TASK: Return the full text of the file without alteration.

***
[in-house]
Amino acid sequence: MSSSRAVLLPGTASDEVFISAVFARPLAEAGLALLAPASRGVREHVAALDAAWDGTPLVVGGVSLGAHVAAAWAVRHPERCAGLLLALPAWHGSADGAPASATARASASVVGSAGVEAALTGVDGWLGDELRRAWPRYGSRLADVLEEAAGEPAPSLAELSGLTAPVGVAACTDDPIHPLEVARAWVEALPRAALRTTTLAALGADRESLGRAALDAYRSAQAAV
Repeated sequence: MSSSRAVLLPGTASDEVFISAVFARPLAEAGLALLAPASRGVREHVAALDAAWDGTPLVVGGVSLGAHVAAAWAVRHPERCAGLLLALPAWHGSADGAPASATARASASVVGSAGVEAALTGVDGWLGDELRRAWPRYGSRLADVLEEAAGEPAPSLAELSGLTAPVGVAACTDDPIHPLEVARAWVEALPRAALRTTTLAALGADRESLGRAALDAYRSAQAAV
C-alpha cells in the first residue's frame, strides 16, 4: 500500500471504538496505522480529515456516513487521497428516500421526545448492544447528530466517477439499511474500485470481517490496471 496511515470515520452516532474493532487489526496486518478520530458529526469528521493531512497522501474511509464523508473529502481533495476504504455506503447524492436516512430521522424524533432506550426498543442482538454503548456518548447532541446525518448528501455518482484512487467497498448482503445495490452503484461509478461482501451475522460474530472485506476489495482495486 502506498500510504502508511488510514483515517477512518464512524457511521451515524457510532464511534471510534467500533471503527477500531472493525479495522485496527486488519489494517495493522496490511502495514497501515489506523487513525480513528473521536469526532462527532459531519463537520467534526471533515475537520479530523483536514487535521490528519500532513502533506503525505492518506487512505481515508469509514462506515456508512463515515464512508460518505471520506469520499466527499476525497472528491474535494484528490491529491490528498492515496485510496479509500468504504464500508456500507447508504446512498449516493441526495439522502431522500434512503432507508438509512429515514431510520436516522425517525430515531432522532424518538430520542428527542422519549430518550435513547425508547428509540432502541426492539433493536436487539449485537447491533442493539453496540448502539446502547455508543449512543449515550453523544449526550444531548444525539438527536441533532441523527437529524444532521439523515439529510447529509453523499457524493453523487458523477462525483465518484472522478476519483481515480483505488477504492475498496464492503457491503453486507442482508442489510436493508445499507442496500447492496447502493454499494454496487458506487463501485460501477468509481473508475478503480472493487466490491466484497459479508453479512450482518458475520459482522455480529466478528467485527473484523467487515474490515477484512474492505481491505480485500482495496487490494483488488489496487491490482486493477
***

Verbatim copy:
[in-house]
Amino acid sequence: MSSSRAVLLPGTASDEVFISAVFARPLAEAGLALLAPASRGVREHVAALDAAWDGTPLVVGGVSLGAHVAAAWAVRHPERCAGLLLALPAWHGSADGAPASATARASASVVGSAGVEAALTGVDGWLGDELRRAWPRYGSRLADVLEEAAGEPAPSLAELSGLTAPVGVAACTDDPIHPLEVARAWVEALPRAALRTTTLAALGADRESLGRAALDAYRSAQAAV
Repeated sequence: MSSSRAVLLPGTASDEVFISAVFARPLAEAGLALLAPASRGVREHVAALDAAWDGTPLVVGGVSLGAHVAAAWAVRHPERCAGLLLALPAWHGSADGAPASATARASASVVGSAGVEAALTGVDGWLGDELRRAWPRYGSRLADVLEEAAGEPAPSLAELSGLTAPVGVAACTDDPIHPLEVARAWVEALPRAALRTTTLAALGADRESLGRAALDAYRSAQAAV
C-alpha cells in the first residue's frame, strides 16, 4: 500500500471504538496505522480529515456516513487521497428516500421526545448492544447528530466517477439499511474500485470481517490496471 496511515470515520452516532474493532487489526496486518478520530458529526469528521493531512497522501474511509464523508473529502481533495476504504455506503447524492436516512430521522424524533432506550426498543442482538454503548456518548447532541446525518448528501455518482484512487467497498448482503445495490452503484461509478461482501451475522460474530472485506476489495482495486 502506498500510504502508511488510514483515517477512518464512524457511521451515524457510532464511534471510534467500533471503527477500531472493525479495522485496527486488519489494517495493522496490511502495514497501515489506523487513525480513528473521536469526532462527532459531519463537520467534526471533515475537520479530523483536514487535521490528519500532513502533506503525505492518506487512505481515508469509514462506515456508512463515515464512508460518505471520506469520499466527499476525497472528491474535494484528490491529491490528498492515496485510496479509500468504504464500508456500507447508504446512498449516493441526495439522502431522500434512503432507508438509512429515514431510520436516522425517525430515531432522532424518538430520542428527542422519549430518550435513547425508547428509540432502541426492539433493536436487539449485537447491533442493539453496540448502539446502547455508543449512543449515550453523544449526550444531548444525539438527536441533532441523527437529524444532521439523515439529510447529509453523499457524493453523487458523477462525483465518484472522478476519483481515480483505488477504492475498496464492503457491503453486507442482508442489510436493508445499507442496500447492496447502493454499494454496487458506487463501485460501477468509481473508475478503480472493487466490491466484497459479508453479512450482518458475520459482522455480529466478528467485527473484523467487515474490515477484512474492505481491505480485500482495496487490494483488488489496487491490482486493477